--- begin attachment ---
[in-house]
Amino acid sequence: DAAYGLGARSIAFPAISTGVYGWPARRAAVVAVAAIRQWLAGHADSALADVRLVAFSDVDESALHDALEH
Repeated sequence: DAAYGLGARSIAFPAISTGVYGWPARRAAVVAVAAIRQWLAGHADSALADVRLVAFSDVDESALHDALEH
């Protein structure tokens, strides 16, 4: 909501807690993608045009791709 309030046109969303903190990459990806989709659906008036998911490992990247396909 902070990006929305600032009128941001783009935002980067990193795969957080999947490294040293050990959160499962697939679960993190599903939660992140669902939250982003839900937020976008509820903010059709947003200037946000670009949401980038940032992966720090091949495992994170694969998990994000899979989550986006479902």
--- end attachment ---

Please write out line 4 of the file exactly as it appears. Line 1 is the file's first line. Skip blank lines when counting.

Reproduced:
């Protein structure tokens, strides 16, 4: 909501807690993608045009791709 309030046109969303903190990459990806989709659906008036998911490992990247396909 902070990006929305600032009128941001783009935002980067990193795969957080999947490294040293050990959160499962697939679960993190599903939660992140669902939250982003839900937020976008509820903010059709947003200037946000670009949401980038940032992966720090091949495992994170694969998990994000899979989550986006479902």